Do You Know Streetchat?

A new social app that educators (and parents) need to know about now

October 24, 2014
CATEGORIES Digital Citizenship, Parents and Families

Ironic? Yes. Disappointing? Definitely. But it's also an affirmation that there's more to be done during Digital Citizenship Week and Connected Educator's month to help our students be safe, smart, responsible, and ethical digital citizens.

The issue here is Streetchat, a new social app that's gaining lots of traction with teens. While it may have been developed to create communities, in reality, it's tearing them apart in some schools.

Streetchat is described as "A live photo board for schools and colleges." The app uses geo-location services to let students search for their school's photo board, where they anonymously post personal photos. Students are able to upload any picture from their own photo roll or any screenshot or picture they've found online. Once students have chosen a photo to share, they're able to edit it by superimposing text onto it or drawing on it. For example:

We took a screenshot of the Common Sense Media logo, pulled it up in Streetchat, added text ("Cool place 2 work :)"), and used a pen tool to add some doodles. If we were part of a school photo board, we'd then press Send and anonymously upload the edited image to it.

So what's the concern? Once an image is posted to a school's photo board, followers within that community "Upvote," "Downvote," "Flag," or "Comment" on it. Upvoting and Downvoting influence a post's visibility. Flagging lets users tag iffy content, and comments let others add their thoughts or reactions to an image. What results is a stream of images with added text and drawings that don't reveal who posted, voted for, flagged, commented on, or shared them.

How it gets ugly: Although Streetchat's rules specifically forbid "nudity, bullying, hateful speech, and other forms of objectionable content," many kids have discovered that the app is well-suited for just these kinds of posts. As we've seen with some other social apps, anonymity may embolden some teens to behave inappropriately because they think they can't be identified. Examples of this behavior on Streetchat include pulling a photo of a student from her personal Instagram account and superimposing the text "school slut" over it, or using the drawing tool to modify a photo of a teacher to look as though he's making an inappropriate gesture. The Common Sense Media review of the Streetchat app provides more savvy insights.

What may be adding fuel to the fire is that Streetchat promotes a hierarchy among its users: The posts with the most Upvotes top the "leaderboard," and the user in that position gets a crown icon next to his or her username. Students vying for the top position have been known to create increasingly salacious content to attract more attention. One principal we work with described the remaining tiers of the hierarchy in terms of varying levels of involvement. The tier below the leaderboard includes users who are content producers but whose posts get less attention. Below them are the users who don't create content but vote posts up and down. Finally, there are the users who are on the site to keep an eye on the content, often just to make sure that they -- and their friends -- haven't ended up as targets.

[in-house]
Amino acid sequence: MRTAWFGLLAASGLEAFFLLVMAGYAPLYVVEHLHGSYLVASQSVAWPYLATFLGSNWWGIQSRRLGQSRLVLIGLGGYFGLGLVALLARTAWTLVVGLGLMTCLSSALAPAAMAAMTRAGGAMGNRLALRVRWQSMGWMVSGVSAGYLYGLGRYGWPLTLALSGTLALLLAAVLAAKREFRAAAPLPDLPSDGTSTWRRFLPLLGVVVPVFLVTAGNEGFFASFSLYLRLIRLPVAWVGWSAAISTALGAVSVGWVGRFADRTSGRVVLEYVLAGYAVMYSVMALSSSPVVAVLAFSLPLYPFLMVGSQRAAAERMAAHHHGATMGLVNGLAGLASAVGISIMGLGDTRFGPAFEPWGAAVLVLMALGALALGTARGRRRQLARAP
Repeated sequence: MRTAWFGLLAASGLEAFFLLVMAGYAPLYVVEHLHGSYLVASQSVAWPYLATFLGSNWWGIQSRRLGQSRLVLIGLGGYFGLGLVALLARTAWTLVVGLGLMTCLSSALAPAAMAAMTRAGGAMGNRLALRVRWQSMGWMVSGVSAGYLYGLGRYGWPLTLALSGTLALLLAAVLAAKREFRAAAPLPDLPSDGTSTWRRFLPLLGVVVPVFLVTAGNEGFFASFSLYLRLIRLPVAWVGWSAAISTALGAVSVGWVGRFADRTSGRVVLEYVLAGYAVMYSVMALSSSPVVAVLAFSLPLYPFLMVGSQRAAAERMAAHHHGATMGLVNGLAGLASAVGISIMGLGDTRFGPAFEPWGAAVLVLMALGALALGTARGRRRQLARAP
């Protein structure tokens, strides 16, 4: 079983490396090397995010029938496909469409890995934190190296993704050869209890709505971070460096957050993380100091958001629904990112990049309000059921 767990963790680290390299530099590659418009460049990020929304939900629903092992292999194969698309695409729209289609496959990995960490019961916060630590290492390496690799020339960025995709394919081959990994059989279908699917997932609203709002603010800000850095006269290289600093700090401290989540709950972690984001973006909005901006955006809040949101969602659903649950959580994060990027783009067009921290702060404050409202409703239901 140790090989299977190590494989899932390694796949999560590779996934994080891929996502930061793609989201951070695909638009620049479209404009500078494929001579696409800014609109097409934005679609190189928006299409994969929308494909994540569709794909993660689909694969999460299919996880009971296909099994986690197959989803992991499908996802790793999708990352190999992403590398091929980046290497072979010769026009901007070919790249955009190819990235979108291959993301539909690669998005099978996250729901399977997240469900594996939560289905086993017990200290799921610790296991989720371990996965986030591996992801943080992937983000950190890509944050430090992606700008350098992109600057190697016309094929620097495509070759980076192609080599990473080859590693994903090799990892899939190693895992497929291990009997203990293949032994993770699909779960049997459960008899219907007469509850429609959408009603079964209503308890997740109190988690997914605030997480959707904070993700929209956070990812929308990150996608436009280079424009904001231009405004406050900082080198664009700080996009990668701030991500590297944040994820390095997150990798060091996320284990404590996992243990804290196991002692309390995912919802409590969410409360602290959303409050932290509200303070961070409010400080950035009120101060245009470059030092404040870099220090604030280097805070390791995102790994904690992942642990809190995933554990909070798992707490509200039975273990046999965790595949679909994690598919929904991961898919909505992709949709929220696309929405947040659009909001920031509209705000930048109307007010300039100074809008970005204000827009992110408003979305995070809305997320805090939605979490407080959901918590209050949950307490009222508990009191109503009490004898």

What can educators do? At some schools where content has been flagged, photo boards have been shut down. Nevertheless, by the time a photo board has been disabled, the damage has been done. One principal told us he was astounded by how fast Streetchat touched down, wreaking havoc in his school community, and then was suddenly gone -- all within a matter of days. Here's what you can do:

  • Start a conversation. Many students initially download Streetchat because some of its content is funny (e.g., a picture of a man drinking milk accompanied by the text "What if soy milk … is just regular milk introducing itself in Spanish?"). But once community members are paying attention, the content can get both personal and ugly very quickly. Remind students that anonymous apps can enable meanness; there are smarter, less risky ways to find comic release.
  • Talk about digital footprints. Explain that the Internet's "veil of anonymity" can lift quickly. Hiding behind a screen and posting anonymously seems risk-free -- but nothing online is really anonymous.
  • Encourage students to stand up and opt out. For those who are targeting others on social media, attention is hugely motivating. Remind your students that they have the power to change the conversation -- to report bad behavior and to choose not to use the app.
  • When you see it, record it. As with all cyberbullying, be sure to take screenshots of any problematic posts. Note that in Streetchat, usernames aren't visible in the photo stream (the landing page), but when you click on an image, it gives the username of the account from which the image was posted -- as well as the usernames of those who commented on it. Although a student may not be readily identified by his username, you'll have the evidence if you need it.
  • Involve your parent community. It's hard to keep up with new and popular technology. Let parents know about Streetchat and other popular social apps, and bring them into the conversations about students being their best, both online and offline.

"Collage of Digital (Social) Networks" by Tanja Scherm. Used under a CC BY Attribution-Share Alike 2.0 Generic license.